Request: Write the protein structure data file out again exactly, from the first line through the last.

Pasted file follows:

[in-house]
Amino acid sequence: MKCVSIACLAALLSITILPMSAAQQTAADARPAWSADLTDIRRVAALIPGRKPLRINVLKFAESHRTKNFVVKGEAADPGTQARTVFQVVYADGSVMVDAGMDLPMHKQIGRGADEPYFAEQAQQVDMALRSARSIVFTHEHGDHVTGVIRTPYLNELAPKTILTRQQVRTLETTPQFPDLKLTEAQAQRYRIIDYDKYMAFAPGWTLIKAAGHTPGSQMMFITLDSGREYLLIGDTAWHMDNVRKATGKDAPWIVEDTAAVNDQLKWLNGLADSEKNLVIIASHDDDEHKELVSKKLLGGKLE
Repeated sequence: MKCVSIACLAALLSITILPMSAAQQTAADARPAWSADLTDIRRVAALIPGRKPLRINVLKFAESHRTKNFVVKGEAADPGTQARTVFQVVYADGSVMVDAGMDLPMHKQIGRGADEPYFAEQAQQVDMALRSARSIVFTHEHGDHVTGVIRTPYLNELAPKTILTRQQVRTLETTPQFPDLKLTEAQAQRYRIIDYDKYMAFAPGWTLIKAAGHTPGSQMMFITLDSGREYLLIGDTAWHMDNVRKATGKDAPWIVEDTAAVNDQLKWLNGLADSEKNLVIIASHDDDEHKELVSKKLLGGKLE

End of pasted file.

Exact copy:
[in-house]
Amino acid sequence: MKCVSIACLAALLSITILPMSAAQQTAADARPAWSADLTDIRRVAALIPGRKPLRINVLKFAESHRTKNFVVKGEAADPGTQARTVFQVVYADGSVMVDAGMDLPMHKQIGRGADEPYFAEQAQQVDMALRSARSIVFTHEHGDHVTGVIRTPYLNELAPKTILTRQQVRTLETTPQFPDLKLTEAQAQRYRIIDYDKYMAFAPGWTLIKAAGHTPGSQMMFITLDSGREYLLIGDTAWHMDNVRKATGKDAPWIVEDTAAVNDQLKWLNGLADSEKNLVIIASHDDDEHKELVSKKLLGGKLE
Repeated sequence: MKCVSIACLAALLSITILPMSAAQQTAADARPAWSADLTDIRRVAALIPGRKPLRINVLKFAESHRTKNFVVKGEAADPGTQARTVFQVVYADGSVMVDAGMDLPMHKQIGRGADEPYFAEQAQQVDMALRSARSIVFTHEHGDHVTGVIRTPYLNELAPKTILTRQQVRTLETTPQFPDLKLTEAQAQRYRIIDYDKYMAFAPGWTLIKAAGHTPGSQMMFITLDSGREYLLIGDTAWHMDNVRKATGKDAPWIVEDTAAVNDQLKWLNGLADSEKNLVIIASHDDDEHKELVSKKLLGGKLE